DATE: February 2, 2018
PARTIES: University of Toronto v. C.S. (“the Student.”)
Hearing Date(s): November 2, 2017
Ms. Patricia D.S. Jackson, Chair
Professor Allan Kaplan, Faculty Panel Member Ms. Wendy Wang, Student Panel Member
Ms. Alena Zelinka, Student Panel Member
Mr. Robert Centa, Assistant Discipline Counsel, Paliare Roland Barristers
Mr. Darryl Singer, Counsel for the Student
Ms. Nadia Condotta, Counsel for the Student
Ms. Tina Lie, Affiant
Not in Attendance
Discipline Appeal Board – plagiarism – Section B.i.1(d) of the Code – requirement of medical corroboration in request for adjournment – student not present – notice – deliberate delay – procedural fairness – factors to consider in denying a request for adjournment – appeal dismissed – final grade of zero in the affected course, degree recall and cancellation, permanent notation on transcript, removal of thesis from library, recommendation of expulsion, publication of decision with name withheld
Note: See Tribunal case summary for detailed facts
Appeal by the Student. from a Tribunal decision in which the Student was found guilty of one count of plagiarism contrary to s. B.i.3(d) of the Code and sentenced to a final grade of zero in the affected course, degree recall and cancellation, permanent notation on his transcript, removal of his thesis from the library, a recommendation of expulsion and that the case be published with the Student’s name withheld. The Student appealed on the grounds that the Tribunal’s decision not to grant the Student’s request for adjournment and proceeding with the hearing in his absence was a breach of procedural fairness; that his counsel’s withdrawal denied him a fair opportunity to make submissions at the hearing; and that procedural fairness required that the Tribunal Panel adjourn before its determination of penalty.
The Board referred to its broad powers to review a Tribunal decision as found in section E.7 of the Code, and noted that particular deference ought to be given to a Tribunal’s decisions concerning the conduct of a hearing and whether or not to grant a request for an adjournment. The Board stated that justice and procedural fairness can only be said to be infringed where the Panel exercised its discretion in an unreasonable or non-judicious fashion.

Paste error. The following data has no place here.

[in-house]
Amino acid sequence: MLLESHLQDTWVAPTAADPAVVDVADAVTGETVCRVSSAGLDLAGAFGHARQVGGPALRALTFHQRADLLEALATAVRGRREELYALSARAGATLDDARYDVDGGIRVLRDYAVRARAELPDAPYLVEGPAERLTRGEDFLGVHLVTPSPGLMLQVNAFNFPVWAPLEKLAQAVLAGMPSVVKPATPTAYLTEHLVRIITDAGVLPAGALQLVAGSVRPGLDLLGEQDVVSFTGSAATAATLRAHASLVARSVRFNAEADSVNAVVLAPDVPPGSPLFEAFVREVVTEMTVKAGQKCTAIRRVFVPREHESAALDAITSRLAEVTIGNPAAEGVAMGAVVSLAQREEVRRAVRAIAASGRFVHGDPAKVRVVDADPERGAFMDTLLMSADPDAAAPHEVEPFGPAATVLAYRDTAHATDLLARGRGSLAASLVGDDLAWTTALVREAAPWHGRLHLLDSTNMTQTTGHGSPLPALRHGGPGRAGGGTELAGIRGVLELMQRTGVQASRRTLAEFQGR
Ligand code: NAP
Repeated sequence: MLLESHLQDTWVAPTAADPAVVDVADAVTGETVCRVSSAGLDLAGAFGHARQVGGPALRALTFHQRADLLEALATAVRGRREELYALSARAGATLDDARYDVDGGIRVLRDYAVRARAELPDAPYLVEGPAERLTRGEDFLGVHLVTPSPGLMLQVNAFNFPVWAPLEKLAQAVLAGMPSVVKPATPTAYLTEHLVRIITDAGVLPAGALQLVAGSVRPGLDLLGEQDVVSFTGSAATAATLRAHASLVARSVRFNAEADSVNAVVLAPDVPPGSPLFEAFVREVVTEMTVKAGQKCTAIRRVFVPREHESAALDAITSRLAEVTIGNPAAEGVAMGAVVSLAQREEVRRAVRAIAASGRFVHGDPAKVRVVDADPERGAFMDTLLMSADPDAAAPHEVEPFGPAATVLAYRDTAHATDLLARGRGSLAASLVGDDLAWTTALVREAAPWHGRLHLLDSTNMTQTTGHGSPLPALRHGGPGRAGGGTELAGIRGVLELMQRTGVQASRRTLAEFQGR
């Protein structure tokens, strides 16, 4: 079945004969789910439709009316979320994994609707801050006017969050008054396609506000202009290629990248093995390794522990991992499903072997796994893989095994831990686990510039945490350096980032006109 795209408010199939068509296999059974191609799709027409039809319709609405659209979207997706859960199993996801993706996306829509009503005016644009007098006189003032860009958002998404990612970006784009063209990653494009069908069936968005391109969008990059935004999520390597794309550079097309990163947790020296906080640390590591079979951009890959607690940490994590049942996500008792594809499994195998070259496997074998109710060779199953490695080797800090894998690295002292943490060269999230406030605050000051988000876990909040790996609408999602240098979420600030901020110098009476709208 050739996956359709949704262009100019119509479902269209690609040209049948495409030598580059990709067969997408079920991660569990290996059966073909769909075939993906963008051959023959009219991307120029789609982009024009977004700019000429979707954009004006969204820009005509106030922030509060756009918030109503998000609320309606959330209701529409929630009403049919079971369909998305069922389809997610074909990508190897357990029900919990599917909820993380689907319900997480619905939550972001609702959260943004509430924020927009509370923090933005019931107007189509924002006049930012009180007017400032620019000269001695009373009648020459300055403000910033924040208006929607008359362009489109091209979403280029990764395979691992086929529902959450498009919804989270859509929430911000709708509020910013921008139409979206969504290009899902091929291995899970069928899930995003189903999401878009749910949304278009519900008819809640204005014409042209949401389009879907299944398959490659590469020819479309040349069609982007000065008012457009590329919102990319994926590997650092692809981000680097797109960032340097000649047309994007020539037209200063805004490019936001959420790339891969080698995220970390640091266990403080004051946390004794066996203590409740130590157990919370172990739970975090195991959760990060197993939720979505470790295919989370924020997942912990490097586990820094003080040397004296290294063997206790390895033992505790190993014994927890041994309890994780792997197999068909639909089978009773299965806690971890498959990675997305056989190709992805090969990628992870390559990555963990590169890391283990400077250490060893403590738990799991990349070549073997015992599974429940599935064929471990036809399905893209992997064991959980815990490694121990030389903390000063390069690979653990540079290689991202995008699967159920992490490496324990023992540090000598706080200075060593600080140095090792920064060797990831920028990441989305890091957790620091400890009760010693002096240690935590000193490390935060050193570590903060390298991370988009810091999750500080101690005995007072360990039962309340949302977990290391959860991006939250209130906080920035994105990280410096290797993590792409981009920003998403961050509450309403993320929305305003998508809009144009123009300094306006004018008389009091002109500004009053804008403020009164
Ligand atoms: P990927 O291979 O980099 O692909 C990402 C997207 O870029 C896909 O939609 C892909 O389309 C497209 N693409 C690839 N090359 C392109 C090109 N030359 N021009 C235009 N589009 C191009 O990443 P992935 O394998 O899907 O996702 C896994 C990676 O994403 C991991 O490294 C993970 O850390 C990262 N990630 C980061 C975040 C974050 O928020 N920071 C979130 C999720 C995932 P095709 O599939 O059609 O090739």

The Board was referred to the case The Law Society of Upper Canada vs. Igbinosun, (2009 ONCA 484 at para. 37) which provided that factors that supported the denial of an adjournment include: a lack of compliance with prior court orders, previous adjournments that have been granted to the applicant, previous peremptory hearing dates, the desirability of having the matter decided and a finding that the applicant is seeking to manipulate the system by orchestrating delay. Factors in favour of granting of an adjournment include: the fact that the consequences of the hearing are serious, that the applicant would be prejudiced if the request were not granted, and a finding that the applicant was honestly seeking to exercise his right to counsel and had been represented in the proceedings up until the time of the adjournment request. In weighing these factors, the timeliness of the request, the applicant's reasons for being unable to proceed on the scheduled date and the length of the requested adjournment should also be considered. The Board found that all of the factors in favour of a denial of an adjournment existed in this case and the factors that might have allowed for the granting of an adjournment had in fact led to multiple adjournments in the proceedings prior to the hearing.
The Student had six prior notices of hearing that warned him "if the panel finds you guilty, it will then be asked to determine an appropriate penalty", a warning that was reinforced in decisions on his multiple requests for adjournments. The Board referred to Rule 17 of the Rules of Practice and Procedure which provide that a person who does not attend a hearing of which they have had notice is not entitled to further notice of different stages of the proceeding. There could be no basis for a suggestion of non-disclosure to the Student as the University did not call additional evidence at the hearing. Further, the Student had been advised on several occasions that his general assertions of a “mental health issue” were not a sufficient basis upon which to grant an adjournment and he had failed to provide evidence of a medical condition that prevented him from participating in the proceedings.
The Board found that the Tribunal’s decision to recommend the cancellation and recall of the Student's degree was reasonable and appropriate, and that character evidence and letters of support could not reasonably be expected to make a difference to this sanction. Appeal dismissed.